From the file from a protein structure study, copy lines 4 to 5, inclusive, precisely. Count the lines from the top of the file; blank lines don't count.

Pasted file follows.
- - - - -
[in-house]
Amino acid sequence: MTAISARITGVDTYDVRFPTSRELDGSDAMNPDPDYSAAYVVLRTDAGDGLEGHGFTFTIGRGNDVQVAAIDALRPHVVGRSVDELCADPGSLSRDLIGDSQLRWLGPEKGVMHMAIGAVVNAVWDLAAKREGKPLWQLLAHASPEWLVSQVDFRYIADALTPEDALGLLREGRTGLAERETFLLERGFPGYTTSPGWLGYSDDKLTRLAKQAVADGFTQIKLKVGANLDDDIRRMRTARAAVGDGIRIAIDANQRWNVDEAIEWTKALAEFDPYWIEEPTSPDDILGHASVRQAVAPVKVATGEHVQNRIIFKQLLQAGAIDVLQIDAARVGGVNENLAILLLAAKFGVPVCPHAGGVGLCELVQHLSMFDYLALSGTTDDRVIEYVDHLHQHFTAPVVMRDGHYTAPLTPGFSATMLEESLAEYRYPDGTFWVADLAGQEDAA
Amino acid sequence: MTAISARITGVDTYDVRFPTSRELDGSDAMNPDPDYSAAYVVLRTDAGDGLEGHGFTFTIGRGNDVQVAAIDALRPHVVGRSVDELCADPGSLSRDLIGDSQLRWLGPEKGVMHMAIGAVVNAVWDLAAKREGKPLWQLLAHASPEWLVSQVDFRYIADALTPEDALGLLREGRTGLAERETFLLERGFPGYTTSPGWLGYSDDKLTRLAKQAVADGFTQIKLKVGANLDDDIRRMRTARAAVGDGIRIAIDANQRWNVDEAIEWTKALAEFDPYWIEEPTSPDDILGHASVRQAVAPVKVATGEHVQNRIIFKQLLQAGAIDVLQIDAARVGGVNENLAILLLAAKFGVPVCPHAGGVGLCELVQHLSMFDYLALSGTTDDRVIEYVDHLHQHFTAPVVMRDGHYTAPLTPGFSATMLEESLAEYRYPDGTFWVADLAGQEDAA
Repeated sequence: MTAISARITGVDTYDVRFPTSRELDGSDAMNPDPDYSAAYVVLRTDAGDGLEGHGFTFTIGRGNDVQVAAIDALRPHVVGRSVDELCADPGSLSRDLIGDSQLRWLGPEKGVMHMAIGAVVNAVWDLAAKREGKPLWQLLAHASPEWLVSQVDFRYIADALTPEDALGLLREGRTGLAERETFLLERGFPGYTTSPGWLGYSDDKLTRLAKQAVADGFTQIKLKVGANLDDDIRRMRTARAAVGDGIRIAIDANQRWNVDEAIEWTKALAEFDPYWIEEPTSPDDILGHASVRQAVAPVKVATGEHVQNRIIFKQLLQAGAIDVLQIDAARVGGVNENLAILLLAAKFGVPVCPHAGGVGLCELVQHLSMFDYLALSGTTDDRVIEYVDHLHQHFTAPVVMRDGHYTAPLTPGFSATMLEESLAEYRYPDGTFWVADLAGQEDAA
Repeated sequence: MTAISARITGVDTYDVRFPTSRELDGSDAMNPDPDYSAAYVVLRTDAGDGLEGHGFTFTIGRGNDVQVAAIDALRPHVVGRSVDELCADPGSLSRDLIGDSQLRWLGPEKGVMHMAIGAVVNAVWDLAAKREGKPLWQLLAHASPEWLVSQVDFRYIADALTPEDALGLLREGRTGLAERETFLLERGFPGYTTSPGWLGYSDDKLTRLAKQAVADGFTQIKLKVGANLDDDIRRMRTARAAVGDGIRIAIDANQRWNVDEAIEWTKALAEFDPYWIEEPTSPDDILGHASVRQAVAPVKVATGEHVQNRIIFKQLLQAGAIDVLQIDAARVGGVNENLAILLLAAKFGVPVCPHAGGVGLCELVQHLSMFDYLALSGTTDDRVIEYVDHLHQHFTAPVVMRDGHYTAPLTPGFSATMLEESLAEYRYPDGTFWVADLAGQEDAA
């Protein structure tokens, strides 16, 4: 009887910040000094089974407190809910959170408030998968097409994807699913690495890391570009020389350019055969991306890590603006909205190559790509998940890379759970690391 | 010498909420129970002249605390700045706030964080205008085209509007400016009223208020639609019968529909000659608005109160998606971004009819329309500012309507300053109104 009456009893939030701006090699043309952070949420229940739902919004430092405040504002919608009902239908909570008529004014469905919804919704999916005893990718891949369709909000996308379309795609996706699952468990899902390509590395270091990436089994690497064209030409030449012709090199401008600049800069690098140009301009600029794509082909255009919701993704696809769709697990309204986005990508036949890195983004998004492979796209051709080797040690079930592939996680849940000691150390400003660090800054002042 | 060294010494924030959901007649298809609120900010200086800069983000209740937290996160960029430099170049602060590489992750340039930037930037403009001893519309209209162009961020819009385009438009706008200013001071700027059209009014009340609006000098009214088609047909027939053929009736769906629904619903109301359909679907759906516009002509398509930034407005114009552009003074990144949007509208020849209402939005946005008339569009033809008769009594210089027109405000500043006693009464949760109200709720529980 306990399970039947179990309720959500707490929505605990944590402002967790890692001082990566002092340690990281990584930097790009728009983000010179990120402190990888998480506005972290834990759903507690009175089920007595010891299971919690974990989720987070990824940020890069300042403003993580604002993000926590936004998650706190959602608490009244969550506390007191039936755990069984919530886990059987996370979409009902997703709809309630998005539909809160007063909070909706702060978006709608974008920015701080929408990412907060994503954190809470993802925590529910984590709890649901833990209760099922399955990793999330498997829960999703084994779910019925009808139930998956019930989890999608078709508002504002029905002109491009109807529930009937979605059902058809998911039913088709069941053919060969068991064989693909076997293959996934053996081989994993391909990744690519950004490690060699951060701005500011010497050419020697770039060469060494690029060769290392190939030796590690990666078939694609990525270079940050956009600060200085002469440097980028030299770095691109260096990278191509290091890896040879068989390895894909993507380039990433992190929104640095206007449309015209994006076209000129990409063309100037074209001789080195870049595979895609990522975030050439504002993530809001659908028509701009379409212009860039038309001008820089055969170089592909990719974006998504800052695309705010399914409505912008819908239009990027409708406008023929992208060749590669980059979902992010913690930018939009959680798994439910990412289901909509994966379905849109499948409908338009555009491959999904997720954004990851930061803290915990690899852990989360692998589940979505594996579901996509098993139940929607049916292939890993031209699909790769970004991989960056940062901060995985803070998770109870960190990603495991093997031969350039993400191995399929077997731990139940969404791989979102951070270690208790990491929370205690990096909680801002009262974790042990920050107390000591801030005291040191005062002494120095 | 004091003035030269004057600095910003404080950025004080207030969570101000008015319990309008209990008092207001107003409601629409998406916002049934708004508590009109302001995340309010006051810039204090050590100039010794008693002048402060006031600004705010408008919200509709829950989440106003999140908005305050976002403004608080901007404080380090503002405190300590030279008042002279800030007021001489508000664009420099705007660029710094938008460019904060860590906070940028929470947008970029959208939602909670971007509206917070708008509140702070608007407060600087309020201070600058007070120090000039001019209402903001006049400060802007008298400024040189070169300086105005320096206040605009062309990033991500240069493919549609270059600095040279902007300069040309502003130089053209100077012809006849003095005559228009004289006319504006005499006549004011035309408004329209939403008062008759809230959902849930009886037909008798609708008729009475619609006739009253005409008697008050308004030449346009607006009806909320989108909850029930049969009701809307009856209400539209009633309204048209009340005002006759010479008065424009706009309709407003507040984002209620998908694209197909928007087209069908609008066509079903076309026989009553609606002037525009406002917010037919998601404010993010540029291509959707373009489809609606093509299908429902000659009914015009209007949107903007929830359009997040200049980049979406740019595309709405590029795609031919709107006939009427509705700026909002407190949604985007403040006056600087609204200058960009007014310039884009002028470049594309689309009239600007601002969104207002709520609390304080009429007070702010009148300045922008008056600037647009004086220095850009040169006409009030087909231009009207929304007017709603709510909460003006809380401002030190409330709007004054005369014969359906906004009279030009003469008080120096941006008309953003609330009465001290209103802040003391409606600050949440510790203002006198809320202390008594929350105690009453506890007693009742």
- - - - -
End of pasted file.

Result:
Repeated sequence: MTAISARITGVDTYDVRFPTSRELDGSDAMNPDPDYSAAYVVLRTDAGDGLEGHGFTFTIGRGNDVQVAAIDALRPHVVGRSVDELCADPGSLSRDLIGDSQLRWLGPEKGVMHMAIGAVVNAVWDLAAKREGKPLWQLLAHASPEWLVSQVDFRYIADALTPEDALGLLREGRTGLAERETFLLERGFPGYTTSPGWLGYSDDKLTRLAKQAVADGFTQIKLKVGANLDDDIRRMRTARAAVGDGIRIAIDANQRWNVDEAIEWTKALAEFDPYWIEEPTSPDDILGHASVRQAVAPVKVATGEHVQNRIIFKQLLQAGAIDVLQIDAARVGGVNENLAILLLAAKFGVPVCPHAGGVGLCELVQHLSMFDYLALSGTTDDRVIEYVDHLHQHFTAPVVMRDGHYTAPLTPGFSATMLEESLAEYRYPDGTFWVADLAGQEDAA
Repeated sequence: MTAISARITGVDTYDVRFPTSRELDGSDAMNPDPDYSAAYVVLRTDAGDGLEGHGFTFTIGRGNDVQVAAIDALRPHVVGRSVDELCADPGSLSRDLIGDSQLRWLGPEKGVMHMAIGAVVNAVWDLAAKREGKPLWQLLAHASPEWLVSQVDFRYIADALTPEDALGLLREGRTGLAERETFLLERGFPGYTTSPGWLGYSDDKLTRLAKQAVADGFTQIKLKVGANLDDDIRRMRTARAAVGDGIRIAIDANQRWNVDEAIEWTKALAEFDPYWIEEPTSPDDILGHASVRQAVAPVKVATGEHVQNRIIFKQLLQAGAIDVLQIDAARVGGVNENLAILLLAAKFGVPVCPHAGGVGLCELVQHLSMFDYLALSGTTDDRVIEYVDHLHQHFTAPVVMRDGHYTAPLTPGFSATMLEESLAEYRYPDGTFWVADLAGQEDAA